Health care workers continue to face unprecedented circumstances as they serve on the front lines of the COVID-19 pandemic. Health care workers have become the backbone in the fight against COVID-19; therefore, it’s important for health care leaders to create a proactive work environment that supports the mental well-being of their staff.
Leaders can support their employees and get ahead of more serious mental health issues by providing consistent communication and helping employees maintain balance in their work lives. As the pandemic continues, organizations should have systems in place at work that support employees’ mental health to ensure they are able to care for their patients.
Assisting workers with their well-being has never been more important — especially as workers experience COVID-19-related anxiety. Providing access to mental health support for staff feeling overwhelmed or concerned has been on the rise amidst the pandemic. Employers currently are focused on doing whatever it takes to help employees make it through the outbreak as unscathed as possible, and this trend will continue to take place in the future.
Major stressors for the health care workforce:
- fear for personal safety of self and family
- unknown virus without specific treatments available
- large volumes of extremely sick and/or dying patients
- feeling helpless in treating patients
- watching patients die without family present
- duration of crisis
- social unrest
- personal and/or hospital financial uncertainty
- lack of work/life balance
Lessons Learned Speaker Series
The COVID-19 Lessons Learned from Missouri Hospitals is a speaker series that reflects on COVID-19 and its impact on Missouri hospitals, while looking forward to help prepare for what may yet come. A list of upcoming events and past recordings are available.
Emerging Missouri Practices
North Kansas City Hospital and Meritas Health
Uplift is an initiative aimed at providing support to North Kansas City Hospital and Meritas Health employees who are experiencing trauma or distress of any kind. These are events that can occur while at work, such as staff assaults, preventative harm to patients, coping with patient deaths or COVID-19-related incidents. They also can involve circumstances outside of work, such as divorce, death of a loved one or illness. These types of events can prevent individuals from being fully engaged and finding meaning in their work.
The Uplift initiative’s plan is to educate all staff to identify peers who need encouragement, but the goal is to identify a group of people who are good at listening, demonstrate compassion, and have a high degree of integrity who can sit down with a co-worker and provide support. By training and equipping a select group of employees to respond to the requests for support (based on an application, referral and interview process), an additional layer of care is provided. Uplift will supplement other resources such as the Employee Assistance Program. North Kansas City Hospital and Meritas Health are grateful to other organizations that helped frame the initiative, including Johns Hopkins University and the University of Missouri-Columbia.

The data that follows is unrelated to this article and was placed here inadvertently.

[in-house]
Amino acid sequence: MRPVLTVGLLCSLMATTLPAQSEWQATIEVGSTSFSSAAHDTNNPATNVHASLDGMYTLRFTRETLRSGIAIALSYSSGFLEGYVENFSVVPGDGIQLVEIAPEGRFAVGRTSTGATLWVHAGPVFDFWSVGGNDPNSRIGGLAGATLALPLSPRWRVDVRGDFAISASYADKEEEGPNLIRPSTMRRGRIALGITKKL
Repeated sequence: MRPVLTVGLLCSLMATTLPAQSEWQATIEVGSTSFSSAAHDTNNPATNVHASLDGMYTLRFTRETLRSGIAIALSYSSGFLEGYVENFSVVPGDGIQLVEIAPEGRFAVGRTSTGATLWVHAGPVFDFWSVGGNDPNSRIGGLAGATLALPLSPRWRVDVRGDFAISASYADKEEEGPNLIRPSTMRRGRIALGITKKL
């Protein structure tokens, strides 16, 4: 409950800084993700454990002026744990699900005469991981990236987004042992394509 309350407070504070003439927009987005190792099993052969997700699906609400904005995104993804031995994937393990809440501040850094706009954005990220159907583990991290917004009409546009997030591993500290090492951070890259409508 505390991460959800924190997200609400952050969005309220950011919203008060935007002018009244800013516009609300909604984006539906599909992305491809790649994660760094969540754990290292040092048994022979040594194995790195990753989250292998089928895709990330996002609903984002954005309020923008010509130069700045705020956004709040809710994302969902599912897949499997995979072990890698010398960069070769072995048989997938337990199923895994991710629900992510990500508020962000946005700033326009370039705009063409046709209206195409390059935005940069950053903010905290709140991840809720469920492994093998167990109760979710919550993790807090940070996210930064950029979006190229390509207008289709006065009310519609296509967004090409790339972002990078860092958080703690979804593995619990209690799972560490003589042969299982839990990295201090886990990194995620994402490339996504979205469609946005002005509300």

Capital Region Medical Center
Capital Region Medical Center’s well-being initiatives began before COVID-19 as part of the strategic plan to ensure that employees had resources available to prevent burnout. CRMC is fortunate to have a Center for Mental Wellness that has been an integral part in formulating plans.
Employee surveys conducted by CMW determined where resources needed to be allocated and allowed the hospital to target plans to specific groups with specific needs. The PAUSE team, which was created as an inpatient peer-to-peer support program, has been incredibly successful in past years; therefore, CRMC expanded the model to other areas, including clinics and ancillary areas. Physician Healthcare Coaching is an additional resource that was deployed this year.
CRMC’s Employee Assistance Program continues to be integral to the organization. The EAP recently was deployed to the inpatient floors as COVID-19 patients and acuity has risen. Counselors were available to nurses and staff, individually or as a group.
The hospital also provided a focused physical wellness program concentrating on nutrition, movement and stress reduction. This year, an increased emphasis on financial wellness and education is in place, with education offered on everything from budgeting to retirement.
Key State and National Resources
- Missouri Department of Mental Health: Health and Well-Being Resources for Health Care Professionals
- Show Me Hope Missouri: Free and confidential crisis counseling program available to help those affected by COVID-19
- The Hospital and Health System Association of Pennsylvania: Resources for a Resilient Workforce Report
- The Greater New York Hospital Association: Resource List: Physical and Mental Wellbeing of the Hospital Workforce During COVID-19
- National Academy of Medicine: Resources to Support the Health and Well-Being of Clinicians During the COVID-19 Outbreak
- The Joint Commission’s Office of Quality and Patient Safety: Quick Safety Issue 54: Promoting Psychosocial Well-being of Health Care Staff During Crisis